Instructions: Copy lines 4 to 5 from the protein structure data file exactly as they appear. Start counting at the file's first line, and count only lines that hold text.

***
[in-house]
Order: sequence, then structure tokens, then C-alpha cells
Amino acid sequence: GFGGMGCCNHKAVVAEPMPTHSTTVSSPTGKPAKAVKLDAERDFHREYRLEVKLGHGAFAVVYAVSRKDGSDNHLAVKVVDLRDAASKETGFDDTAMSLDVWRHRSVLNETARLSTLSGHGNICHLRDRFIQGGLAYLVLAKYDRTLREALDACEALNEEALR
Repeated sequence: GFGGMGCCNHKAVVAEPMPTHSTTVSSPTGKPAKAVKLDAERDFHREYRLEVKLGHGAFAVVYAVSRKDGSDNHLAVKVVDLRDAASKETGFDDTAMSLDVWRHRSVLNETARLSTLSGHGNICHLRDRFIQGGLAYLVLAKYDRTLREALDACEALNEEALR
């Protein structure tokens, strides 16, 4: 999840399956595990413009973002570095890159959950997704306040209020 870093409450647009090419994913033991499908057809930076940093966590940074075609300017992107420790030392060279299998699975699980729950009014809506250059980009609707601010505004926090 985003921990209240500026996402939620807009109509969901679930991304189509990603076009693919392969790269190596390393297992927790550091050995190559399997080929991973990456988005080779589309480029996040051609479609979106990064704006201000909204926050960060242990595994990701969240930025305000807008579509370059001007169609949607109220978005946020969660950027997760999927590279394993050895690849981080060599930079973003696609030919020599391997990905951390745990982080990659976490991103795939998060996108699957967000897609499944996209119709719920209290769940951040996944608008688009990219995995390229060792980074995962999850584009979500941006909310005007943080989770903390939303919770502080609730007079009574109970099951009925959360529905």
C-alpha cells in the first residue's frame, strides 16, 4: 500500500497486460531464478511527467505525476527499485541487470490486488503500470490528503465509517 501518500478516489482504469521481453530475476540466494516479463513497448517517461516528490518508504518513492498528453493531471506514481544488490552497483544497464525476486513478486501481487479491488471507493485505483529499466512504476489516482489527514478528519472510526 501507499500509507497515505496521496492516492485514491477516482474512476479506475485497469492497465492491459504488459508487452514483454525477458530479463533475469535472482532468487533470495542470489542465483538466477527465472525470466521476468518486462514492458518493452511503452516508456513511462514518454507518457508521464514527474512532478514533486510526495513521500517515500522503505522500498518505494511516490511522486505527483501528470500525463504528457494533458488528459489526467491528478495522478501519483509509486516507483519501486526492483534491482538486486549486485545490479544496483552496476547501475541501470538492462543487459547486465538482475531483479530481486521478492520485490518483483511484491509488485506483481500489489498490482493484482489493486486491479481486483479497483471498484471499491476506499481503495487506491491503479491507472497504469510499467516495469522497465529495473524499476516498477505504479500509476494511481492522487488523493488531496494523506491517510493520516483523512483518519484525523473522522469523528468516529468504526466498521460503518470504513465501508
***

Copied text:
Repeated sequence: GFGGMGCCNHKAVVAEPMPTHSTTVSSPTGKPAKAVKLDAERDFHREYRLEVKLGHGAFAVVYAVSRKDGSDNHLAVKVVDLRDAASKETGFDDTAMSLDVWRHRSVLNETARLSTLSGHGNICHLRDRFIQGGLAYLVLAKYDRTLREALDACEALNEEALR
């Protein structure tokens, strides 16, 4: 999840399956595990413009973002570095890159959950997704306040209020 870093409450647009090419994913033991499908057809930076940093966590940074075609300017992107420790030392060279299998699975699980729950009014809506250059980009609707601010505004926090 985003921990209240500026996402939620807009109509969901679930991304189509990603076009693919392969790269190596390393297992927790550091050995190559399997080929991973990456988005080779589309480029996040051609479609979106990064704006201000909204926050960060242990595994990701969240930025305000807008579509370059001007169609949607109220978005946020969660950027997760999927590279394993050895690849981080060599930079973003696609030919020599391997990905951390745990982080990659976490991103795939998060996108699957967000897609499944996209119709719920209290769940951040996944608008688009990219995995390229060792980074995962999850584009979500941006909310005007943080989770903390939303919770502080609730007079009574109970099951009925959360529905």